Hedge fund manager Bill Ackman, whose past investment disclosures move the market almost instantly, left a cliffhanger in his latest letter to his firm’s investors.
In the past, we have “made asymmetric investments which are not for hedging purposes, but which also offer large payoffs on relatively modest commitments of capital where we similarly believe that the market has mispriced the probability of a positive outcome,” wrote Ackman, in his Aug. 17 letter to Pershing Square Capital Management investors obtained by CNBC. “We recently identified an investment that broadly falls into this category. We expect that we will be able to share this investment in greater detail in the upcoming months.”
Ackman, who compared it to his hugely profitable bet on real estate firm General Growth Properties, added, “It is both an attractive standalone investment and one that offers significant hedging benefits for our portfolio. For a modest amount of capital commitment, this investment offers the potential for extraordinary profits.”
The investor, who most famously shorted mortgage insurer MBIA leading up to the housing crash, bought the property-owner General Growth for pennies. Ackman reportedly netted more than $1 billion following the company’s emergence from bankruptcy and subsequent split into two companies.
Pershing is still reaping the benefits of its holding in General Growth stock and debt, which was the largest contributor to the fund's profits in the second quarter. However, Ackman’s lips are sealed as far as his latest home run attempt.
“It is more likely than not a stock with a market value of $1 billion or less where he can get a concentrated position and get a ton of leverage,” said Dan Nathan of RiskReversal.com.
It’s the leverage that is key for an activist. Ackman had a three-year, ultimately losing saga with retailing giant Target where he could not convince enough shareholders to back his plans to sell the company’s properties and credit-card portfolio.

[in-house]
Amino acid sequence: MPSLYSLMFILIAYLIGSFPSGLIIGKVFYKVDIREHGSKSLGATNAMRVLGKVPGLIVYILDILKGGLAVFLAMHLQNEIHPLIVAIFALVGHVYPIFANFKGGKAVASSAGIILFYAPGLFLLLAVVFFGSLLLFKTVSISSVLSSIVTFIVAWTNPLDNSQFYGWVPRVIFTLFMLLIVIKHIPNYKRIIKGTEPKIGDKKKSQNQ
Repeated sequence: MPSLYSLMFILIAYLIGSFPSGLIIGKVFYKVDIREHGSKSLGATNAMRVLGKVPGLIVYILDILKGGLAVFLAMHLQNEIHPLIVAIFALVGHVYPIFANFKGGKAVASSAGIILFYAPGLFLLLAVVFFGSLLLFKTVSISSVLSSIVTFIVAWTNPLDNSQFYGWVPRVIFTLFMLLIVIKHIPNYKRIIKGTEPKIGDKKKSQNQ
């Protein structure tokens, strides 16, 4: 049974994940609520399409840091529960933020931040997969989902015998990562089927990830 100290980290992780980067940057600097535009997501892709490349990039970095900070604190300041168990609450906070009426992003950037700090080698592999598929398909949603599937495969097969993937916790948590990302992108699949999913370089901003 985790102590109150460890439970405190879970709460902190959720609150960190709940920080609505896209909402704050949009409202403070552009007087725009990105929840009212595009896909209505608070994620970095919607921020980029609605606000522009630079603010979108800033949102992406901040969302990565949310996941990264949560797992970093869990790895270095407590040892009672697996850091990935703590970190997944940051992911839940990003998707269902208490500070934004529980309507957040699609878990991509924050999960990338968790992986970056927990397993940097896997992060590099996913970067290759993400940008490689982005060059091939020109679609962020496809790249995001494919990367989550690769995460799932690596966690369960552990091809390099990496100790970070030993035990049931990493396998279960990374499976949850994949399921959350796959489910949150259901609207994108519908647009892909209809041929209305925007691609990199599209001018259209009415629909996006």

“In some cases, as with (GGP), we were able to buy common stock for less than a dollar per share because the probability of a recovery for shareholders was correctly perceived to be de minimis, but where our active intervention could meaningfully tilt the probability of a successful outcome in our favor,” wrote Ackman in the letter.
Pershing investors were flat on the year net of fees as of June 30, according to the letter, underperforming the market. And that’s before the tumultuous August that’s seen the S&P 500 lose 6 percent. But Ackman doesn’t sound too worried.
“Since the beginning of the month, the market, and to an even greater extent, most of our holdings went on sale,” wrote the investor. “We took advantage of this favorable pricing to invest more than $600 million in existing investments including Fortune Brands, Kraft , Family Dollar, Citigroup, and two new commitments. In each case, the businesses continue to make progress that meets or exceeds our expectations making our additional investments that much more compelling.”
Since their inception in 2004 and 2005, investors in all three of Ackman’s funds would have more than tripled their money net of fees.
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